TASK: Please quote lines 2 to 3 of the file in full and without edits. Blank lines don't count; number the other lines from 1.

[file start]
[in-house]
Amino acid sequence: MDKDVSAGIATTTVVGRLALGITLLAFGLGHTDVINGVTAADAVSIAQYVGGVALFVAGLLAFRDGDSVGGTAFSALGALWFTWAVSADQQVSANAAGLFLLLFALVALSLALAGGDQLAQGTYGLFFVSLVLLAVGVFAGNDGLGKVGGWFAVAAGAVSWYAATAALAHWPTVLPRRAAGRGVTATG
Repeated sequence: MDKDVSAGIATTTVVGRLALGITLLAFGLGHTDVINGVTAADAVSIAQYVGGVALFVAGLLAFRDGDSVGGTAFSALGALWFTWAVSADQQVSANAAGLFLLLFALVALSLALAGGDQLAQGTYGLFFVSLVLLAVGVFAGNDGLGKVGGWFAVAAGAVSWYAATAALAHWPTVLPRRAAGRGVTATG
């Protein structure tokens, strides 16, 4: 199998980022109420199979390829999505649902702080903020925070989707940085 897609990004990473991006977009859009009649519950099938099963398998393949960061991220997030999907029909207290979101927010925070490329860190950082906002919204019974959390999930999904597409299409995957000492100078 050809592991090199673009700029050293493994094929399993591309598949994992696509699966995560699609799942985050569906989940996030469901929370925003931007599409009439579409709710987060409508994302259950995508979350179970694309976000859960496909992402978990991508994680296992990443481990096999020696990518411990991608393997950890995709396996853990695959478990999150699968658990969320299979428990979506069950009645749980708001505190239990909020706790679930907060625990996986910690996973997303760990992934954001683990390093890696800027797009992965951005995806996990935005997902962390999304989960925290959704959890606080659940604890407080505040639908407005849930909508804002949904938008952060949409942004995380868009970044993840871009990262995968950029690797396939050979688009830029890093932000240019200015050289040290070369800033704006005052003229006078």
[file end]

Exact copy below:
Amino acid sequence: MDKDVSAGIATTTVVGRLALGITLLAFGLGHTDVINGVTAADAVSIAQYVGGVALFVAGLLAFRDGDSVGGTAFSALGALWFTWAVSADQQVSANAAGLFLLLFALVALSLALAGGDQLAQGTYGLFFVSLVLLAVGVFAGNDGLGKVGGWFAVAAGAVSWYAATAALAHWPTVLPRRAAGRGVTATG
Repeated sequence: MDKDVSAGIATTTVVGRLALGITLLAFGLGHTDVINGVTAADAVSIAQYVGGVALFVAGLLAFRDGDSVGGTAFSALGALWFTWAVSADQQVSANAAGLFLLLFALVALSLALAGGDQLAQGTYGLFFVSLVLLAVGVFAGNDGLGKVGGWFAVAAGAVSWYAATAALAHWPTVLPRRAAGRGVTATG